Yesterday, President Donald Trump announced his intent to nominate Tara Sweeney to be Assistant Secretary of Indian Affairs within the Department of the Interior. Chairman Rob Bishop (R-UT) released the following statement:
“Tara Sweeney is a superb choice with decades of experience empowering Indian and Alaska Native communities in the private sector. This nomination signifies the Trump administration’s commitment to bringing a business mindset to government and self-determination through economic empowerment. I look forward to working with her on the range of important issues within her purview at Interior.”
Tara Sweeney is currently the Executive Vice President of External Affairs for the Arctic Slope Regional Corporation. She is a tribal member of the Native Village of Ukpiaġvik (Barrow) and the Iñupiat Community of the Arctic Slope.
Today, Chairman Rob Bishop (R-UT) sent a letter to Federal Emergency Management Agency (FEMA) Administrator William B. “Brock” Long and Federal Bureau of Investigation (FBI) Director Christopher Wray concerning allegations of mishandling and misappropriation of emergency supplies provided by the federal government for the people of Puerto Rico by local government officials.
On October 12, 2017, the FBI San Juan Field Office announced its inquiry into the misappropriation of FEMA supplies disseminated to Puerto Rico’s municipalities. According to an FBI Special Agent in San Juan, the complaints include allegations that, “mayors of local municipalities, or people associated with their offices, are giving their political supporters special treatment, goods they’re not giving to other people who need them.”
“The Committee is very troubled by these allegations,” the letters state.
“With so many residents still in grave need of basic supplies, it is essential that assistance from the federal government is provided in the most efficient and effective manner possible,” the letters continue. “The public’s confidence in the integrity of FEMA’s distribution of emergency supplies is also imperative. Allegations that local elected officials are distributing life-sustaining FEMA emergency supplies based on political loyalty is deeply disturbing. Any persons misappropriating FEMA emergency supplies should be prosecuted to the fullest extent of the law.”
The letters request briefings from the FBI and FEMA by October 23, 2017.
Cosigners of the letter include Subcommittee on Oversight and Investigations Chairman Bruce Westerman (R-AR), Subcommittee on Indian, Insular and Alaska Native Affairs Chairman Doug LaMalfa (R-CA) and Resident Commissioner Jenniffer González-Colón (R-PR).
Today, the Subcommittee on Energy and Mineral Resources heard testimony on a discussion draft of the “Opportunities for the Nation and States to Harness Onshore Resources Act” or “ONSHORE Act.” The bill allows states with established regulatory programs to seek primacy for the implementation of federal permitting responsibilities for oil and gas development on federal lands.
Cumbersome and unpredictable permitting processes currently discourage development on federal lands. Even despite lower royalty rates on federal lands producers often opt to do business on state and private lands.
“Inefficiencies and redundant requirements imposed by the federal government have discouraged oil and gas production on federal land,” Subcommittee Chairman Paul Gosar (R-AZ) said. “Not only do they already perform many of the regulatory functions performed by the BLM, but they do so more efficiently and with less cost.”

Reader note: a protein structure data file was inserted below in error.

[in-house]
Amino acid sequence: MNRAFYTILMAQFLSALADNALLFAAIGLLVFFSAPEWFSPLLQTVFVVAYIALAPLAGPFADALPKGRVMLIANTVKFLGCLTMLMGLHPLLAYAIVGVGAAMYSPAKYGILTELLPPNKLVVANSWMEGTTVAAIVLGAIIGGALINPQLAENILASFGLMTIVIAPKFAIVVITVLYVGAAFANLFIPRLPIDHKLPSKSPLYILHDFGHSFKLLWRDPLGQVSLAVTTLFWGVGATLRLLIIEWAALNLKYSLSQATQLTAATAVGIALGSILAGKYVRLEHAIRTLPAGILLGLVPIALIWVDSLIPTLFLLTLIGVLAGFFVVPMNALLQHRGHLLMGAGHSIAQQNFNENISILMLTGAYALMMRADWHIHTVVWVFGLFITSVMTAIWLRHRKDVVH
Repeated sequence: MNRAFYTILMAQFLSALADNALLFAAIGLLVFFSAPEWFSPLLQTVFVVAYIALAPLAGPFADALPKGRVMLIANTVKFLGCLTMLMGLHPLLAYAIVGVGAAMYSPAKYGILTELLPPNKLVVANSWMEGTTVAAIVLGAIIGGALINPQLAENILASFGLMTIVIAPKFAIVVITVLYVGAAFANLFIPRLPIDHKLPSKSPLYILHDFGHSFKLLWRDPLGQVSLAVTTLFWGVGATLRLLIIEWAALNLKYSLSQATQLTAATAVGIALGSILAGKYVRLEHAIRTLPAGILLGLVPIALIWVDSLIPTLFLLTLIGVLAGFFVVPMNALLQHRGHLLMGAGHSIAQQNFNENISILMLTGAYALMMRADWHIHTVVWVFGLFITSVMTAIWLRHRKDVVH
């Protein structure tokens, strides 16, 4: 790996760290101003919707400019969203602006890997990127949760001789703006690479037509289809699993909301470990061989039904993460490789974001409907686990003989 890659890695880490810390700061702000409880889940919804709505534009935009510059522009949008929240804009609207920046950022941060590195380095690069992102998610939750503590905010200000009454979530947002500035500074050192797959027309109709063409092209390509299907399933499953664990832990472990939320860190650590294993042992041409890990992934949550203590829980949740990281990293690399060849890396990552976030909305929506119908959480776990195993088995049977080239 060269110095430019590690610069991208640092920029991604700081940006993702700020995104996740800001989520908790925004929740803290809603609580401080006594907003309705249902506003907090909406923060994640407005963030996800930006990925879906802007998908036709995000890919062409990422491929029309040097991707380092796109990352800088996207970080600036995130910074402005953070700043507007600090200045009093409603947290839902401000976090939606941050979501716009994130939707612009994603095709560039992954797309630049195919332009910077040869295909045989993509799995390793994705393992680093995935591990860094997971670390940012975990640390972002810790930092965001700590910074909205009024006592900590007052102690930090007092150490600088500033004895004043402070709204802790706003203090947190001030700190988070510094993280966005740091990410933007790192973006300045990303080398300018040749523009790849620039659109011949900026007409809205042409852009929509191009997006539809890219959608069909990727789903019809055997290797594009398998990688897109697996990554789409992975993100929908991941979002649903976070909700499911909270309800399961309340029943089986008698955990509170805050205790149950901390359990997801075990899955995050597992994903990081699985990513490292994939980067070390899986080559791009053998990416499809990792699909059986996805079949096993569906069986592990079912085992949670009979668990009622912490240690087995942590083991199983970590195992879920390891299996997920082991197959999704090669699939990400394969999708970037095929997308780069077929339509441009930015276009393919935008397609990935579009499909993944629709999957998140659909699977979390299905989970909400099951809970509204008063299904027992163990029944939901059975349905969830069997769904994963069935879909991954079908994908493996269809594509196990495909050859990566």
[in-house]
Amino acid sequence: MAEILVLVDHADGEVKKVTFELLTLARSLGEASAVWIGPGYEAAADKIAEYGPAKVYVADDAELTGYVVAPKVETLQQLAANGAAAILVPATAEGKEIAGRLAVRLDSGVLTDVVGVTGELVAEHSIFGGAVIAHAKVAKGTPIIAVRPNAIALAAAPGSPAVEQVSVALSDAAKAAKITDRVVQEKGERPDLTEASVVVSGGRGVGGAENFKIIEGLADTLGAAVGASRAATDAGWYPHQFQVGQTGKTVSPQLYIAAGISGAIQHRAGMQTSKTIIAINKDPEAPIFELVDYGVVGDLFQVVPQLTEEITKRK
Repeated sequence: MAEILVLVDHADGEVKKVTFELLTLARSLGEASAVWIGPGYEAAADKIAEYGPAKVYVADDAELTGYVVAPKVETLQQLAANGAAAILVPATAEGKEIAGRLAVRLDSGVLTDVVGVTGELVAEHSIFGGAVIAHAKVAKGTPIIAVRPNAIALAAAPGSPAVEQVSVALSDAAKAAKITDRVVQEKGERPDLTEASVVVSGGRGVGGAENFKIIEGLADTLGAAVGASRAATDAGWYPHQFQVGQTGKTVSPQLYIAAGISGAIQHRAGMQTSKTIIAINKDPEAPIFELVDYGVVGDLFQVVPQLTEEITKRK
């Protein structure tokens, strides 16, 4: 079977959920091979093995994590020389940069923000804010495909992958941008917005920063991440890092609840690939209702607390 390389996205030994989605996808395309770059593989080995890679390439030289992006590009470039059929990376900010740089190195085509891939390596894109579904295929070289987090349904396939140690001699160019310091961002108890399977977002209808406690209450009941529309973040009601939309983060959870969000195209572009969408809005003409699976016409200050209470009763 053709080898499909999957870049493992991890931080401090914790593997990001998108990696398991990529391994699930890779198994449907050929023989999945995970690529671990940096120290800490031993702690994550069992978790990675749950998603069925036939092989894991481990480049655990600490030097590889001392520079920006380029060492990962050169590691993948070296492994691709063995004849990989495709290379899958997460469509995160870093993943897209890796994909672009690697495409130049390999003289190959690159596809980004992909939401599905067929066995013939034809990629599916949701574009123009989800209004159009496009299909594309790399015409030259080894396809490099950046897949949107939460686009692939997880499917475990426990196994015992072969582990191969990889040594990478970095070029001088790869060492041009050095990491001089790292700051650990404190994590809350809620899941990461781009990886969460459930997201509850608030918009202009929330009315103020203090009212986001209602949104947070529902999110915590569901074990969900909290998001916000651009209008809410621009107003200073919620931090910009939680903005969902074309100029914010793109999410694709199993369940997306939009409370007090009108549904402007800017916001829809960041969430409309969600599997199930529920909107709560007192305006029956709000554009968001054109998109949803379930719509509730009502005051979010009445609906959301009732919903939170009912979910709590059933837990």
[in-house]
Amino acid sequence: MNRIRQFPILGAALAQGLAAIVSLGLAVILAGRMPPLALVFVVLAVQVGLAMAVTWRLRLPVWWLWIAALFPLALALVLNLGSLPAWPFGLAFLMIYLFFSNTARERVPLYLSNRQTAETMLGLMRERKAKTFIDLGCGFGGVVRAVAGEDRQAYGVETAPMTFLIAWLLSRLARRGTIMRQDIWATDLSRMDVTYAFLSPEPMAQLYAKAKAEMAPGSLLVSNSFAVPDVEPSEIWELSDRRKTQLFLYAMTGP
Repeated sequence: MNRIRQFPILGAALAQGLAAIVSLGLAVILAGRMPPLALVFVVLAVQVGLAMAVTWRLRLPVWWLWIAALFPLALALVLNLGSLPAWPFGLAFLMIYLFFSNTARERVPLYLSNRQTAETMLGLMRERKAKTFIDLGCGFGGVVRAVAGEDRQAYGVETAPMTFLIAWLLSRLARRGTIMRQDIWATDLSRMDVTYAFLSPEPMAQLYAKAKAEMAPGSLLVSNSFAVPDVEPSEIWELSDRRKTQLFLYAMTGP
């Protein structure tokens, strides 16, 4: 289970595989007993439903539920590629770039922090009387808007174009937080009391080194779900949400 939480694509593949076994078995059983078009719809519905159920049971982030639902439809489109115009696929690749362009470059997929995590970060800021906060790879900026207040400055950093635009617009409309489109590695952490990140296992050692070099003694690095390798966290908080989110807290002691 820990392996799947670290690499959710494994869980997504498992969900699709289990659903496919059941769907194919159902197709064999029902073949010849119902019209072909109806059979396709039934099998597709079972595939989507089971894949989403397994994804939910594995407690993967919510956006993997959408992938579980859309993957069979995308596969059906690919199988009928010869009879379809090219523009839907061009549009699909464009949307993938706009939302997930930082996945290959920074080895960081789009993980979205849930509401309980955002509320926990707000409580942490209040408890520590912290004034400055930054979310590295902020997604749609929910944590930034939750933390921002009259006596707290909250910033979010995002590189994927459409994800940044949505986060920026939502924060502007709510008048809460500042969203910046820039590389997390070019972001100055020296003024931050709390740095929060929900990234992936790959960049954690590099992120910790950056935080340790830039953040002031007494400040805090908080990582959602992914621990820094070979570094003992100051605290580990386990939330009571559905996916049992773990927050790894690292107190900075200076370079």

In 2016, the Bureau of Land Management (BLM) took an average 257 days to process Applications for Permits to Drill (APD). By contrast, state agencies took an average of 30 days.
Such delays “deter companies from wanting to operate on federal lands, translating into lost federal revenue from the royalties generated,” Independent Petroleum Association of America (IPAA) Senior Vice President of Government Relations and Political Affairs Dan Naatz stated.
Not only does the current inefficient and duplicative federal regime forfeit federal revenue, it also deprives states of millions of dollars that would otherwise flow into their own treasuries.
“This is critical funding for Western states who rely on oil and gas revenues to fulfill budget priorities for local communities,” Naatz added.
Virtually all oil and gas producing states have developed rigorous, effective and responsive regulations that are aggressively enforced.
“[State regulatory regimes] are more comprehensive because they are local, they are the people, neighbors and friends, who do live there, that care about the land, that care about the water and want to be able to see responsible energy development,” Rep. Scott Tipton (R-CO) stated.
“The more participation the people have, the better,” Rep. Louie Gohmert (R-TX) said. “And nowhere do you have more participation than the local level. The closer to the local level the decisions are made, the more input there is from people. And that’s why I’m a big fan of getting these decisions back to state and local levels.”
Cathy Foerster, Commissioner of the Alaska Oil and Gas Conservation Commission, testified to the superiority of state regulatory regimes and the difficulties imposed by federal duplication.
“Another problem with redundant oversight is that the federal regulations tend to be a one-size fits all approach, while the states develop their regulations to suit the geology, geography and other circumstances specific to their states,” Foerster said.
While energy production has increased in recent years overall, this growth has occurred largely on state and private lands.
The bill also allows states the option of administering the collection of their share of federal revenue – thereby eliminating the administrative fee charged by BLM.
“This draft bill will also ensure that the States receive their fair share of oil and gas revenues produced on federal land,” Gosar stated. [It] provides States with a path to maintain stewardship over their share of mineral revenue and utilize it for the benefit of their citizens.”Click here for more information. Read More